The observations also showed, for the first time, substructure caused by scattering of the radio waves by the tenuous interstellar material in our own Milky Way Galaxy.

    “This is like looking through the hot, turbulent air above a candle flame,” said Michael Johnson, of the Harvard-Smithsonian Center for Astrophysics. “We had never been able to see such distortion of an extragalactic object before,” he added.

    “The amazing resolution we get from RadioAstron working with the ground-based telescopes gives us a powerful new tool to explore not only the extreme physics near the distant supermassive black holes, but also the diffuse material in our home Galaxy,” Johnson said.

    The RadioAstron satellite was combined with the Green Bank Telescope [GBT] in West Virginia, The Very Large Array [VLA] in New Mexico, the [MPIFR]Effelsberg Telescope in Germany, and the [NAIC]Arecibo Observatory in Puerto Rico.

    NRAO/GBT
    NRAO/GBT

    NRAO/VLA
    NRAO/VLA

    MPIFR/Effelsberg Radio Telescope
    MPIFR/Effelsberg Radio Telescope

    NAIC/Arecibo Observatory
    NAIC/Arecibo Observatory

    Signals received by the orbiting radio telescope were transmitted to an antenna in Green Bank where they were recorded and then sent over the internet to Russia where they were combined with the data received by the ground-based radio telescopes to form the high resolution image of 3C 273.

    5
    Artistic view of a quasar; a super-massive black hole in the center is being fed by a disk of gas and dust, producing collimated jets of ejected material moving at nearly the speed of light.
    © Wolfgang Steffen, Institute for Astronomy, UNAM, Mexico

    The astronomers reported their results in the Astrophysical Journal Letters.

    In 1963, astronomer Maarten Schmidt of Caltech recognized that a visible-light spectrum of 3C 273 indicated its great distance, resolving what had been a mystery about quasars. His discovery showed that the objects are emitting tremendous amounts of energy and led to the current model of powerful emission driven by the tremendous gravitational energy of a supermassive black hole.

    The RadioAstron project is led by the Astro Space Center of the Lebedev Physical Institute of the Russian Academy of Sciences and the Lavochkin Scientific and Production Association under a contract with the Russian Federal Space Agency, in collaboration with partner organizations in Russia and other countries. The National Radio Astronomy Observatory is a facility of the National Science Foundation, operated under cooperative agreement by Associated Universities, Inc.

    Science papers:
    RadioAstron Observations of the Quasar 3C273: a Challenge to the Brightness Temperature Limit
    Y. Y. Kovalev (ASC Lebedev, MPIfR), N. S. Kardashev (ASC Lebedev), K. I. Kellermann (NRAO), A. P. Lobanov (MPIfR, U Hamburg), M. D. Johnson (Harvard-Smithsonian CfA), L. I. Gurvits (JIVE, Delft U), P. A. Voitsik (ASC Lebedev), J. A. Zensus (MPIfR), J. M. Anderson (MPIfR, Helmholtz-Zentrum Potsdam), U. Bach (MPIfR), D. L. Jauncey (CSIRO, ANU Canberra), F. Ghigo (NRAO), T. Ghosh (Arecibo), A. Kraus (MPIfR), Yu. A. Kovalev (ASC Lebedev), M. M. Lisakov (ASC Lebedev), L. Yu. Petrov (Astrogeo Center), J. D. Romney (NRAO), C. J. Salter (Arecibo), K. V. Sokolovsky (ASC Lebedev, SAI MSU)

    Extreme Brightness Temperatures and Refractive Substructure in 3C273 with RadioAstron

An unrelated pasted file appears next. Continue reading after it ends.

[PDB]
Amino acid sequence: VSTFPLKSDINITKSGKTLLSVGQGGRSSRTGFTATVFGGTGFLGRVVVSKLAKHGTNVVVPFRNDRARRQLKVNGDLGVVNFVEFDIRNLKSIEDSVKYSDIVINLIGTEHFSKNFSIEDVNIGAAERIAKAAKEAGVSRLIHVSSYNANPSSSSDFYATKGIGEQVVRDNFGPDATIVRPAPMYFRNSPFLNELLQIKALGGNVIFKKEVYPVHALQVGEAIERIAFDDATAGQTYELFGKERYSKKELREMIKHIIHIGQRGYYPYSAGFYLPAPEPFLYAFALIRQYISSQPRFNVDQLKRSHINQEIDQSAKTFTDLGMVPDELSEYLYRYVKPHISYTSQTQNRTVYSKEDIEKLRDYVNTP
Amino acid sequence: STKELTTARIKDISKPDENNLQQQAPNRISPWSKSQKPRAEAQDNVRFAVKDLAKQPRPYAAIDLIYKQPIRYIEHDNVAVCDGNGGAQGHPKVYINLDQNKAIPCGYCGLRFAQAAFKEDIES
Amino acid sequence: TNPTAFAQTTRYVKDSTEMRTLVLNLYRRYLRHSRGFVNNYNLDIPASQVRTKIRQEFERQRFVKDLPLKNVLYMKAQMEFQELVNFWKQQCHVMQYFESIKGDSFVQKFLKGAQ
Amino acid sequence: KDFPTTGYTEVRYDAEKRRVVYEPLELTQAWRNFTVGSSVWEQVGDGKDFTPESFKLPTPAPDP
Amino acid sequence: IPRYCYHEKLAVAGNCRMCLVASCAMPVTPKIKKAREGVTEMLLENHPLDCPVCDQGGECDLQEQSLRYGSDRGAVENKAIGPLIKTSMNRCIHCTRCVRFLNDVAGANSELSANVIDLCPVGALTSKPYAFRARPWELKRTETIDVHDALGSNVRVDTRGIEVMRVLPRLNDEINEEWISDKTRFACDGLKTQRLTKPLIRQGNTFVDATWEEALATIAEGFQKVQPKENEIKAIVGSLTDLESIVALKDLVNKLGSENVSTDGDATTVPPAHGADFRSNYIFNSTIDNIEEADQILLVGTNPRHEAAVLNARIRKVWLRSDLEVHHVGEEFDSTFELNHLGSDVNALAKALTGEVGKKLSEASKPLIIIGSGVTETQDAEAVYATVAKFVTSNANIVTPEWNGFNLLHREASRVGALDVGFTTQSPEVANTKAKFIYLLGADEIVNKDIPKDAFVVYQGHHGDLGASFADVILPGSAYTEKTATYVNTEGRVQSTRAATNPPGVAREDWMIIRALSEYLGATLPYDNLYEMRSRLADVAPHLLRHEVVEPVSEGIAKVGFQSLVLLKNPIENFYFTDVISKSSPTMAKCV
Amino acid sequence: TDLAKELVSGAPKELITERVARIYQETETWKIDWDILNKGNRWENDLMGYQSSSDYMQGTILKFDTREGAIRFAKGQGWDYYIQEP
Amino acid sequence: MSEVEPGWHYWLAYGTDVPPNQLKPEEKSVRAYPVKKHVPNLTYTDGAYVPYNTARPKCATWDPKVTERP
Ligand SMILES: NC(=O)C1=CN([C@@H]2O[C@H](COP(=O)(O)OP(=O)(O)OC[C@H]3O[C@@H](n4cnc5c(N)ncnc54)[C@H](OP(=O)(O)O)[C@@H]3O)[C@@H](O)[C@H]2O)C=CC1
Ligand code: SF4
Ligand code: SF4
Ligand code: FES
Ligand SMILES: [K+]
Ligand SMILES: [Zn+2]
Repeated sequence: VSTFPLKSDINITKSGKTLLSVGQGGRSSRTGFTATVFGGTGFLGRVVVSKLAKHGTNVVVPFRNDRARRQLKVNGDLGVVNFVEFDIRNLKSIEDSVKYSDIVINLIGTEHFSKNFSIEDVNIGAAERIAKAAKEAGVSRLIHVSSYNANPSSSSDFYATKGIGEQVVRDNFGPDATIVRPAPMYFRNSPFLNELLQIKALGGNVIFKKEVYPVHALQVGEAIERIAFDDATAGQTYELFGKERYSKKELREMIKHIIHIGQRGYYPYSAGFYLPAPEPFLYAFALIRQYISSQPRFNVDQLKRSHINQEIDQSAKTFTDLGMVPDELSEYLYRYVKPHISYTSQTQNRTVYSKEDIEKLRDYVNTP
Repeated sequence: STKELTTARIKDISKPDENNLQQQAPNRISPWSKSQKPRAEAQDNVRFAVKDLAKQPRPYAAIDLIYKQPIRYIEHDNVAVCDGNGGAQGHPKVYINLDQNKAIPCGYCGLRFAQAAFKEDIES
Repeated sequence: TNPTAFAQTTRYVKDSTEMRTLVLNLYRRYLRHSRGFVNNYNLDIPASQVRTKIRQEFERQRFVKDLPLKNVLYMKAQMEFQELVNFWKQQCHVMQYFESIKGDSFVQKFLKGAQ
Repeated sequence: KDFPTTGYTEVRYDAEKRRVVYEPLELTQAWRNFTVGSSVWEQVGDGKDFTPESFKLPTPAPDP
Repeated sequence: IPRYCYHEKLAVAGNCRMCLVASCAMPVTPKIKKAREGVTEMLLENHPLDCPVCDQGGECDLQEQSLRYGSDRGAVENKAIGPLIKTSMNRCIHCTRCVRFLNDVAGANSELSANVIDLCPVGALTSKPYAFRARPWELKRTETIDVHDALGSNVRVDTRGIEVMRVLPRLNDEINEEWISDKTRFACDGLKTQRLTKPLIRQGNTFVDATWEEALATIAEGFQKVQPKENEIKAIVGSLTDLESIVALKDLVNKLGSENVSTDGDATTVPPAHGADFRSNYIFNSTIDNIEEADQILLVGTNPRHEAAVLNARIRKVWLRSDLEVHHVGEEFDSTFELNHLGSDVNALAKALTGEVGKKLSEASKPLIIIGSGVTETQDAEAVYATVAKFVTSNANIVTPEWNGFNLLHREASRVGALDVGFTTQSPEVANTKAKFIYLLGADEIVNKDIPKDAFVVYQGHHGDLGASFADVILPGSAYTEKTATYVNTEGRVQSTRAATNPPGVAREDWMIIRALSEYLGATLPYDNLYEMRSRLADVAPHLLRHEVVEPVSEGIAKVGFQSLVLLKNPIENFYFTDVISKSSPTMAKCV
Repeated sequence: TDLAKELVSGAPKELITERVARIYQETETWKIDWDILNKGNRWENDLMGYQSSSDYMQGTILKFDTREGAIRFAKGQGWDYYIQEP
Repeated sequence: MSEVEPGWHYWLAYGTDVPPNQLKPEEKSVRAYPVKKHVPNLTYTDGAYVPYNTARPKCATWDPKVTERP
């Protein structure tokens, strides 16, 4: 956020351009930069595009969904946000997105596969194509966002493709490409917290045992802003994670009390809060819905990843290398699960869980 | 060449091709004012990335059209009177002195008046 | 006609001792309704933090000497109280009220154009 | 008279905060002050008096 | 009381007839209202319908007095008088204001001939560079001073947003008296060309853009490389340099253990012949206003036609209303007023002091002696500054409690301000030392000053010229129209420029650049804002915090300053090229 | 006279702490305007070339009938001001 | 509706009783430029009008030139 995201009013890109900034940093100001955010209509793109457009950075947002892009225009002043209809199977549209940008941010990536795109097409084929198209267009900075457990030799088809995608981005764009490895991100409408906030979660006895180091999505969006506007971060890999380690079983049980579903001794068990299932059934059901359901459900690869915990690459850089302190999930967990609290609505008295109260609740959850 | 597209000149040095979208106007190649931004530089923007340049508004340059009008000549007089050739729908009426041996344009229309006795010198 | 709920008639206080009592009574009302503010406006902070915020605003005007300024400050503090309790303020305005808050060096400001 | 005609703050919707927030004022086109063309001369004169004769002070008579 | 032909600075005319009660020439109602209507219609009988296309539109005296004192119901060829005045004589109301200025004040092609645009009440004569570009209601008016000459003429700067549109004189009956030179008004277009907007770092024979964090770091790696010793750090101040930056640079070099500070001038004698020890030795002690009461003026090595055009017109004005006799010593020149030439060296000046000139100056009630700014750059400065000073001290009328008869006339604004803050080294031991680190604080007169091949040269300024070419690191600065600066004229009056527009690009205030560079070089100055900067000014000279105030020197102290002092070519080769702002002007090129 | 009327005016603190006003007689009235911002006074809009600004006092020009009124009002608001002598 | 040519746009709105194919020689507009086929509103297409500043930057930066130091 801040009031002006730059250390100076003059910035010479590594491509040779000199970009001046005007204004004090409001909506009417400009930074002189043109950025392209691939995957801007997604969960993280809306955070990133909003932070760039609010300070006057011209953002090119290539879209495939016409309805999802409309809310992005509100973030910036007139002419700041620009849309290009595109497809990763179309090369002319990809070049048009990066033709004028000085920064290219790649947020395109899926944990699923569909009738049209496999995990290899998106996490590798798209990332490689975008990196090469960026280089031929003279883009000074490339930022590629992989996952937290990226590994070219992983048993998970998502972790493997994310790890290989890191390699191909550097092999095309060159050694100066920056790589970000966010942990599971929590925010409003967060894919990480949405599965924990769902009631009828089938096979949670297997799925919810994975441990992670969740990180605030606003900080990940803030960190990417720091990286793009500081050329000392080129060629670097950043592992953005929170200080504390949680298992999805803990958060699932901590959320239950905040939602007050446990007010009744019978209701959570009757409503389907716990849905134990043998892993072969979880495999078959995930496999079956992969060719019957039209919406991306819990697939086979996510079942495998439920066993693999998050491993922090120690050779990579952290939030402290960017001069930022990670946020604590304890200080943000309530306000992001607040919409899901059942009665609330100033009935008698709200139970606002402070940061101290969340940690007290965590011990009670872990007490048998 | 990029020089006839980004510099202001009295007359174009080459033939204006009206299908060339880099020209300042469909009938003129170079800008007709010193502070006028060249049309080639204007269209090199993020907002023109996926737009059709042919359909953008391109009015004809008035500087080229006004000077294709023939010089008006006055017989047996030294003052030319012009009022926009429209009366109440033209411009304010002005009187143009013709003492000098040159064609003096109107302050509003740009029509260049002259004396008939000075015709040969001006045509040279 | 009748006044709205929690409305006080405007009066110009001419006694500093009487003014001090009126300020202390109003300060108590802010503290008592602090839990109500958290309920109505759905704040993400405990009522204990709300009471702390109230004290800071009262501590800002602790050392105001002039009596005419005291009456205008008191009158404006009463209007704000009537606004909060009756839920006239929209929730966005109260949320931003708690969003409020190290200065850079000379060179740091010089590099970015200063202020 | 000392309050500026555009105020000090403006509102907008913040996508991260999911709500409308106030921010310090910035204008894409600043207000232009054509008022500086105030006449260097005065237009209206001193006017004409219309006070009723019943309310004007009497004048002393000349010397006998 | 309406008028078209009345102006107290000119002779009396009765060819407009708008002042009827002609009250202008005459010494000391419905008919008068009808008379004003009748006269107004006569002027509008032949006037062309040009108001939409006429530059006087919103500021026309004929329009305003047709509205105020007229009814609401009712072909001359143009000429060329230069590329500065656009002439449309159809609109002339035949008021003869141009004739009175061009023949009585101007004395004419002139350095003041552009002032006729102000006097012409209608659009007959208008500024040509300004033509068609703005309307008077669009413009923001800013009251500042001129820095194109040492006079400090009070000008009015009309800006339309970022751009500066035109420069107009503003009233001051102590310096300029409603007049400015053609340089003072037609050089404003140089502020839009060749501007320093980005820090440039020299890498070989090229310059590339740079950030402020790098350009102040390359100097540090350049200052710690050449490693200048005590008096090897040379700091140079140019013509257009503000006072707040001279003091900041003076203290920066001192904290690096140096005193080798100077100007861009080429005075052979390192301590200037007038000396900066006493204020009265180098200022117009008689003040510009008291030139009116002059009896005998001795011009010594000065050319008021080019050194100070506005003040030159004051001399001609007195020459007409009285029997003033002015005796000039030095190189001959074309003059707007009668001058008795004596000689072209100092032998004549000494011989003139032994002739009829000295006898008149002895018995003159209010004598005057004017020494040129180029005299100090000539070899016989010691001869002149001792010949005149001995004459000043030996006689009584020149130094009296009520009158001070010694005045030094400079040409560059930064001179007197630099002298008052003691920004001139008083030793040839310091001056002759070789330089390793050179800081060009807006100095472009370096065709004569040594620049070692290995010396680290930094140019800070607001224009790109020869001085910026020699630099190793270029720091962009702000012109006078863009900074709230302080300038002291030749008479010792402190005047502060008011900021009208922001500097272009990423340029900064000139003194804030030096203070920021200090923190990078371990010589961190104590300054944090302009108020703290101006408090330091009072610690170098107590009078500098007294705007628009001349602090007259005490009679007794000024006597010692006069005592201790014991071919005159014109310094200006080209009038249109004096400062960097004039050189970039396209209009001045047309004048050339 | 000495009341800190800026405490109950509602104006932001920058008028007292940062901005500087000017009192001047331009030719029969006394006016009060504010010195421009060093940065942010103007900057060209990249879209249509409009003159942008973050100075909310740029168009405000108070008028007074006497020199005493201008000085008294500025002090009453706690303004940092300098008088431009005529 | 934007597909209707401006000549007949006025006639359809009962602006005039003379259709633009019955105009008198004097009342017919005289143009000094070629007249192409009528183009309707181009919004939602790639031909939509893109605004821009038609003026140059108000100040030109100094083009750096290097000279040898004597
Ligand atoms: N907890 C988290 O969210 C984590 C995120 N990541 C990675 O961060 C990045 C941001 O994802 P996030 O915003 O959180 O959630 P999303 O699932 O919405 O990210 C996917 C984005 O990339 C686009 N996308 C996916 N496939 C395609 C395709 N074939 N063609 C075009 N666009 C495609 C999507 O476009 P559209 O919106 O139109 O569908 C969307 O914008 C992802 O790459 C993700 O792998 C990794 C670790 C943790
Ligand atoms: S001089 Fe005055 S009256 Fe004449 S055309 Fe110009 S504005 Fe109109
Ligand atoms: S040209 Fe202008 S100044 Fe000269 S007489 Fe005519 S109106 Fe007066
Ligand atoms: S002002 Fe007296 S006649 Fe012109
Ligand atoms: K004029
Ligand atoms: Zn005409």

Michael D. Johnson (Harvard-Smithsonian CfA), Yuri Y. Kovalev (ASC Lebedev, MPIfR), Carl R. Gwinn (UCSB), Leonid I. Gurvits (JIVE, Delft U), Ramesh Narayan (Harvard-Smithsonian CfA), Jean-Pierre Macquart (ICRAR/Curtin, CAASTRO), David L. Jauncey (CSIRO, ANU Canberra), Peter A. Voitsik (ASC Lebedev), James M. Anderson (Helmholtz-Zentrum Potsdam, MPIfR), Kirill V. Sokolovsky (ASC Lebedev, SAI MSU), Mikhail M. Lisakov (ASC Lebedev)

    In the science papers, you can read all about the project.

    See the full article here .

    Please help promote STEM in your local schools.

    STEM Icon

    Stem Education Coalition

    The NRAO operates a complementary, state-of-the-art suite of radio telescope facilities for use by the scientific community, regardless of institutional or national affiliation: the Very Large Array (VLA), the Robert C. Byrd Green Bank Telescope (GBT), and the Very Long Baseline Array (VLBA)*.

    ALMA Array

    NRAO ALMA

    NRAO GBT
    NRAO GBT

    NRAO VLA
    NRAO VLA

    The NRAO is building two new major research facilities in partnership with the international community that will soon open new scientific frontiers: the Atacama Large Millimeter/submillimeter Array (ALMA), and the Expanded Very Large Array (EVLA). Access to ALMA observing time by the North American astronomical community will be through the North American ALMA Science Center (NAASC).
    *The Very Long Baseline Array (VLBA) comprises ten radio telescopes spanning 5,351 miles. It’s the world’s largest, sharpest, dedicated telescope array. With an eye this sharp, you could be in Los Angeles and clearly read a street sign in New York City!

    Astronomers use the continent-sized VLBA to zoom in on objects that shine brightly in radio waves, long-wavelength light that’s well below infrared on the spectrum. They observe blazars, quasars, black holes, and stars in every stage of the stellar life cycle. They plot pulsars, exoplanets, and masers, and track asteroids and planets.

     
  • richardmitnick 6:59 pm on March 24, 2016 Permalink | Reply
    Tags: , , NRAO,   

    From NRAO: “NRAO Structural Changes: Announcing the Separation of the Green Bank Observatory and the Long Baseline Observatory” 

    NRAO Icon
    National Radio Astronomy Observatory

    NRAO Banner

    3.24.16
    Tony Beasley (NRAO Director) and Ethan Schreier (AUI President)

    On 20 November 2015, the National Science Foundation (NSF) selected Associated Universities, Inc. (AUI) to manage the National Radio Astronomy Observatory (NRAO) through a new 10-year cooperative agreement. The new agreement includes the operation of the Karl G. Jansky Very Large Array (VLA), the North American share of the international Atacama Large Millimeter/submillimeter Array (ALMA), and NRAO’s development laboratories and administrative and management functions, effective 1 October 2016.